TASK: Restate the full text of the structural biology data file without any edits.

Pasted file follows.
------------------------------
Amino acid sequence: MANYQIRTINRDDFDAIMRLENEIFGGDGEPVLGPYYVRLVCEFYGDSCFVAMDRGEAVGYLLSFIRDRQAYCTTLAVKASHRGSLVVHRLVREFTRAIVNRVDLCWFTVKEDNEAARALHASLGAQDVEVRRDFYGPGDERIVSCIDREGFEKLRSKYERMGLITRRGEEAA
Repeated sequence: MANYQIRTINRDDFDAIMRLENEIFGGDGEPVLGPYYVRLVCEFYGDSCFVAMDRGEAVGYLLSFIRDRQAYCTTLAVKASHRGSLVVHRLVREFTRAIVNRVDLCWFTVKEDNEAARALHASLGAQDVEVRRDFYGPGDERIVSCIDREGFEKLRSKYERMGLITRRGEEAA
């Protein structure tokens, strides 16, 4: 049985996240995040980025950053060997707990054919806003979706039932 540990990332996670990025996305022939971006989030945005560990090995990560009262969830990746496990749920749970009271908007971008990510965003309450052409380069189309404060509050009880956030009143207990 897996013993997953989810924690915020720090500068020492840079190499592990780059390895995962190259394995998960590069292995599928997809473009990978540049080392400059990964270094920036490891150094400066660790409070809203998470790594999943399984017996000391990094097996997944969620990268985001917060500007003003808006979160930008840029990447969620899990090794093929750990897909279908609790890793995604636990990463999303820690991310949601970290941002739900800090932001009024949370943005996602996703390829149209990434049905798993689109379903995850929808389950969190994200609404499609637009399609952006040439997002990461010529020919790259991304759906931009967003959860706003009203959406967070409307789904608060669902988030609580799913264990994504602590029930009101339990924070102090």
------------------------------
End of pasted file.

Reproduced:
Amino acid sequence: MANYQIRTINRDDFDAIMRLENEIFGGDGEPVLGPYYVRLVCEFYGDSCFVAMDRGEAVGYLLSFIRDRQAYCTTLAVKASHRGSLVVHRLVREFTRAIVNRVDLCWFTVKEDNEAARALHASLGAQDVEVRRDFYGPGDERIVSCIDREGFEKLRSKYERMGLITRRGEEAA
Repeated sequence: MANYQIRTINRDDFDAIMRLENEIFGGDGEPVLGPYYVRLVCEFYGDSCFVAMDRGEAVGYLLSFIRDRQAYCTTLAVKASHRGSLVVHRLVREFTRAIVNRVDLCWFTVKEDNEAARALHASLGAQDVEVRRDFYGPGDERIVSCIDREGFEKLRSKYERMGLITRRGEEAA
């Protein structure tokens, strides 16, 4: 049985996240995040980025950053060997707990054919806003979706039932 540990990332996670990025996305022939971006989030945005560990090995990560009262969830990746496990749920749970009271908007971008990510965003309450052409380069189309404060509050009880956030009143207990 897996013993997953989810924690915020720090500068020492840079190499592990780059390895995962190259394995998960590069292995599928997809473009990978540049080392400059990964270094920036490891150094400066660790409070809203998470790594999943399984017996000391990094097996997944969620990268985001917060500007003003808006979160930008840029990447969620899990090794093929750990897909279908609790890793995604636990990463999303820690991310949601970290941002739900800090932001009024949370943005996602996703390829149209990434049905798993689109379903995850929808389950969190994200609404499609637009399609952006040439997002990461010529020919790259991304759906931009967003959860706003009203959406967070409307789904608060669902988030609580799913264990994504602590029930009101339990924070102090």